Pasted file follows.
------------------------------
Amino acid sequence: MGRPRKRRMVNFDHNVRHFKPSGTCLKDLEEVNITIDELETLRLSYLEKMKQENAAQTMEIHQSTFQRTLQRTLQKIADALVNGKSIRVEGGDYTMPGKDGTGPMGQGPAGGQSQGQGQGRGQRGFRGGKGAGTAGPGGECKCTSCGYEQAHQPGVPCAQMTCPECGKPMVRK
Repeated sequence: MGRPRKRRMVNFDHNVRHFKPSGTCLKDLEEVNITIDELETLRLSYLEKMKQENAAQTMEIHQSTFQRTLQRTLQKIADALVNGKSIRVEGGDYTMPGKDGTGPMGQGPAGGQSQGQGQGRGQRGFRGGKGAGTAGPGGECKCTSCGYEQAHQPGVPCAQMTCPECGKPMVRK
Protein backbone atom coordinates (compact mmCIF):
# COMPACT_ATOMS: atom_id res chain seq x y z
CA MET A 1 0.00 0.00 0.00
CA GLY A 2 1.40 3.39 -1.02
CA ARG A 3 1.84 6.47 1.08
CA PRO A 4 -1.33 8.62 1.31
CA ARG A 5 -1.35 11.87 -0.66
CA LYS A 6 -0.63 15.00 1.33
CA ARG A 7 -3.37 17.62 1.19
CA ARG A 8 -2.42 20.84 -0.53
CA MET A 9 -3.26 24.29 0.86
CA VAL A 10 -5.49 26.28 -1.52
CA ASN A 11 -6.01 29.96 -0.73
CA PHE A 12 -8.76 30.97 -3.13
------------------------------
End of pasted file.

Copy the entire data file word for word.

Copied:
Amino acid sequence: MGRPRKRRMVNFDHNVRHFKPSGTCLKDLEEVNITIDELETLRLSYLEKMKQENAAQTMEIHQSTFQRTLQRTLQKIADALVNGKSIRVEGGDYTMPGKDGTGPMGQGPAGGQSQGQGQGRGQRGFRGGKGAGTAGPGGECKCTSCGYEQAHQPGVPCAQMTCPECGKPMVRK
Repeated sequence: MGRPRKRRMVNFDHNVRHFKPSGTCLKDLEEVNITIDELETLRLSYLEKMKQENAAQTMEIHQSTFQRTLQRTLQKIADALVNGKSIRVEGGDYTMPGKDGTGPMGQGPAGGQSQGQGQGRGQRGFRGGKGAGTAGPGGECKCTSCGYEQAHQPGVPCAQMTCPECGKPMVRK
Protein backbone atom coordinates (compact mmCIF):
# COMPACT_ATOMS: atom_id res chain seq x y z
CA MET A 1 0.00 0.00 0.00
CA GLY A 2 1.40 3.39 -1.02
CA ARG A 3 1.84 6.47 1.08
CA PRO A 4 -1.33 8.62 1.31
CA ARG A 5 -1.35 11.87 -0.66
CA LYS A 6 -0.63 15.00 1.33
CA ARG A 7 -3.37 17.62 1.19
CA ARG A 8 -2.42 20.84 -0.53
CA MET A 9 -3.26 24.29 0.86
CA VAL A 10 -5.49 26.28 -1.52
CA ASN A 11 -6.01 29.96 -0.73
CA PHE A 12 -8.76 30.97 -3.13